Jump to content

  • Log in with Facebook Log in with Twitter Log In with Google      Sign In   
  • Create Account

Welcome to BZPower!

Hi there, while we hope you enjoy browsing through the site, there's a lot more you can do if you register. The process is easy and you can use your Google, Facebook, or Twitter account to make it even faster. Some perks of joining include:
  • Create your own topics, participate in existing discussions, and vote in polls
  • Show off your creations, stories, art, music, and movies and play member and staff-run games
  • Enter contests to win free LEGO sets and other prizes, and vote to decide the winners
  • Participate in raffles, including exclusive raffles for new members, and win free LEGO sets
  • Send private messages to other members
  • Organize with other members to attend or send your MOCs to LEGO fan events all over the world
  • Much, much more!
Enjoy your visit!






Photo

The Subculture of Sprite Comics

Posted by Kahi , Jul 27 2012 · 259 views


So, I've been wanting to write an article like this for a while now, coming from the view of someone actually involved in the forum.

Take note, of course, that not only is this all opinion, it is of the most biased type of opinion you can get. By no means expect this to be the absolute say on this matter. If it does happen to stir up discussion, even up to debate, it will have more than achieved its purpose.

---------------------------------------


There's a reason why Artwork III (now "Comics", but old habits are sometimes hard to break) has persisted as one of the most drama filled (and to many others, just plain annoying) forum of BZPower history. Several, to be in fact. I honestly think that AIII has evolved beyond a simple separate section of the forum for people to post their comics.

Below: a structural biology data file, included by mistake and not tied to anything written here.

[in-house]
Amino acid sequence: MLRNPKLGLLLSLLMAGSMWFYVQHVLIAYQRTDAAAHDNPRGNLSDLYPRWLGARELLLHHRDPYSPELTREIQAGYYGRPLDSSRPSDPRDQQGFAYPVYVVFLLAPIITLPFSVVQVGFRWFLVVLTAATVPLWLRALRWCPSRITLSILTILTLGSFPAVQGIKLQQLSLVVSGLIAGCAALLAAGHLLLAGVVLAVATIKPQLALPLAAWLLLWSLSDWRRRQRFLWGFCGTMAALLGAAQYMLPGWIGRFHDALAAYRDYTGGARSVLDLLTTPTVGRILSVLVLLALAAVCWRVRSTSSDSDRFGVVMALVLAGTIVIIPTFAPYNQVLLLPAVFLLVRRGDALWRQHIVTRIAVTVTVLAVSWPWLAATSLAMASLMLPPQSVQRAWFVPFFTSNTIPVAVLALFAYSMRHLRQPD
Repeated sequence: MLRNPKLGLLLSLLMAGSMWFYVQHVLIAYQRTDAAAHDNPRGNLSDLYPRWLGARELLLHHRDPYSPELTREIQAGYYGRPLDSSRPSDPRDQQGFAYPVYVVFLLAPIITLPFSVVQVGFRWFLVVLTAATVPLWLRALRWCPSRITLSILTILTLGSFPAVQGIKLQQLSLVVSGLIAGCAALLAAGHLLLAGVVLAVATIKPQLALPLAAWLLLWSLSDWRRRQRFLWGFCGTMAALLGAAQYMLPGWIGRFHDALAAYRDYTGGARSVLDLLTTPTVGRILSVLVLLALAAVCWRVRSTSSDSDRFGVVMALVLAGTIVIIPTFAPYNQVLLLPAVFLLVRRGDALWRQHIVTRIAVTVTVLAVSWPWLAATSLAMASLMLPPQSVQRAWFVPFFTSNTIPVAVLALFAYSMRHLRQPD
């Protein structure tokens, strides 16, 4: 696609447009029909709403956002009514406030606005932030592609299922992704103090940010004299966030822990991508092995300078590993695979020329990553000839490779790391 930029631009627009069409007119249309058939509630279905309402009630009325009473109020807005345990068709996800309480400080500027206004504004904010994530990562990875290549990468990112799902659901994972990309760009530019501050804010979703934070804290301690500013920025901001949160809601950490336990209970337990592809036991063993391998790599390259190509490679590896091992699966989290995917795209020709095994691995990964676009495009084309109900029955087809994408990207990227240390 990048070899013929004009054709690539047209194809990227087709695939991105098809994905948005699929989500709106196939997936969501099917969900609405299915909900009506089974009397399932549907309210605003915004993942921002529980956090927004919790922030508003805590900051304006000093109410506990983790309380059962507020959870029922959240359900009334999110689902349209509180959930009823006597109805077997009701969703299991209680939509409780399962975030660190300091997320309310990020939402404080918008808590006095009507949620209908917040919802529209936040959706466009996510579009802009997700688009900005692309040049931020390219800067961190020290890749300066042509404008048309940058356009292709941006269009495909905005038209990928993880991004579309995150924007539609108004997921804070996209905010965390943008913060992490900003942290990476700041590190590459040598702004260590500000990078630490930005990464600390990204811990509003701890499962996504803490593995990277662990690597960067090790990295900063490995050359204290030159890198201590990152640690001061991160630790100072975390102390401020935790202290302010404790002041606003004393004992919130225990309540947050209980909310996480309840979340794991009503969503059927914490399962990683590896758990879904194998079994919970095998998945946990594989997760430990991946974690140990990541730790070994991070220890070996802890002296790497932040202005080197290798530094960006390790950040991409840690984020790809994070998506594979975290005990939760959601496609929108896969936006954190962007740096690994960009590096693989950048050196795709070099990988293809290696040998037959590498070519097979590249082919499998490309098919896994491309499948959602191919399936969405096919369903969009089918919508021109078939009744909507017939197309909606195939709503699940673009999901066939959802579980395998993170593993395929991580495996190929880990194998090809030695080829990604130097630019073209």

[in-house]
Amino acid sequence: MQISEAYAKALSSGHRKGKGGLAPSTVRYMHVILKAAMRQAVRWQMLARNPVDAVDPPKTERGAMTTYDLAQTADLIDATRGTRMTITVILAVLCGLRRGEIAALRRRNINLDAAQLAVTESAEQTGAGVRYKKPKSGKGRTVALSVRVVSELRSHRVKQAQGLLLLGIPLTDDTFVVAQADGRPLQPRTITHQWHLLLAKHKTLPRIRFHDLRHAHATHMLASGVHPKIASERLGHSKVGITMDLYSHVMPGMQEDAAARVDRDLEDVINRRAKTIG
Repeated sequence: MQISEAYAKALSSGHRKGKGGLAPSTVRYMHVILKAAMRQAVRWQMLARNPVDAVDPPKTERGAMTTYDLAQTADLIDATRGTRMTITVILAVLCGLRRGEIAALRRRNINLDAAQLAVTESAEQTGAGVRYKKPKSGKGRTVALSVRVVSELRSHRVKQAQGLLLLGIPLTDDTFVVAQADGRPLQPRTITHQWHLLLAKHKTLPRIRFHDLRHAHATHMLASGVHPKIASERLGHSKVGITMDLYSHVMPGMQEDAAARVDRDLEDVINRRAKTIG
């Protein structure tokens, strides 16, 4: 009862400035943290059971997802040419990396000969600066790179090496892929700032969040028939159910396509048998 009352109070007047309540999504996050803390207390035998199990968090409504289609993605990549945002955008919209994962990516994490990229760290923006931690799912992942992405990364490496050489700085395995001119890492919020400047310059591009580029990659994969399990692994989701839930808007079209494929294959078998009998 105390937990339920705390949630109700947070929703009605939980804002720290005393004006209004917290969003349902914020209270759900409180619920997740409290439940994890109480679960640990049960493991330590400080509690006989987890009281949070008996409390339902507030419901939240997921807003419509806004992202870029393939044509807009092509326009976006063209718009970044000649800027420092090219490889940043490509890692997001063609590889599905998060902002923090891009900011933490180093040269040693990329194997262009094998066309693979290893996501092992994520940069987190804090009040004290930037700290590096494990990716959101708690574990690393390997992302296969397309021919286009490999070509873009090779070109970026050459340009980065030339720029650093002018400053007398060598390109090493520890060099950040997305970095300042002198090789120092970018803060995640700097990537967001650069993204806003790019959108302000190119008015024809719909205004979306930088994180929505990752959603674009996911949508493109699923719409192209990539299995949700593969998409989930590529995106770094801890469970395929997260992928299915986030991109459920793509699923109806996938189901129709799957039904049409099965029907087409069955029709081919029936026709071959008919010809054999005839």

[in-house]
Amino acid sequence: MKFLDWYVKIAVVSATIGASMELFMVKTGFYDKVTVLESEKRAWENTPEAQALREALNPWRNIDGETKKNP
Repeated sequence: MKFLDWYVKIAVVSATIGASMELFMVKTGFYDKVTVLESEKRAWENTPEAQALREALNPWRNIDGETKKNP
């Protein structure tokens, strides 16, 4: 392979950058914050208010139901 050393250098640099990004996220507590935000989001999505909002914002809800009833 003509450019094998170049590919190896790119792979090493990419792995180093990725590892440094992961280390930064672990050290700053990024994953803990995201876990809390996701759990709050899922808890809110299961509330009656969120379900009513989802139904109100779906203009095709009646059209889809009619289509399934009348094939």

Artwork III, simply put, is a subculture.



That seems quite a lofty title to attribute to the forum, especially where the masses of other creative forums have, let's be honest here, a much more gratifying reputation. BZPRPG, BBC, Epics, Short Stories, General Art, all of these have history of being reputable parts of the forum to hang around. Inevitably, Comics and Comedies were shafted into being the least attractive parts of the forum as a whole, which, at that point, was honestly justified. Both were the spawning place of newer aspiring comedians/writers who started out with their skill level not anywhere near tolerable and then moved on once they began to master what they had practiced. For the longest time, Comics was home to the "MSPaint generation", who's only drawback was not that they used a certain tool, but that they used it poorly. This was not a welcome site to any newcomer, and those who saw what they had to offer as a whole routinely turned around without a word, save for the required post in the ever recurring "What Forum Do You Visit The Least?" topic.

But Comics had something different about it - several things, in fact - which led to them developing their own history, legends, generations and more,

For one, it was the method of making the sprite comics themselves. Sprite comics in general have had a poor reputation, mostly because they were the results of ripping the actual game sprites from numerous games and placing them in premade backgrounds from the levels included in the ROM. Complete with some unreadable text and horrendously written stories or jokes, they cluttered up the internet chock full with their sub-mediocrity. Generally speaking, the video game forums faced the brunt of this onslaught, with the obvious connotation that, at the time, most sprite comic makers were satisfied with either directly ripping the game sprites or minute edits to the bases. Very rarely was a whole new spriting style made for an existing sprite base or new sprites made for a series that had no basis in sprites whatsoever.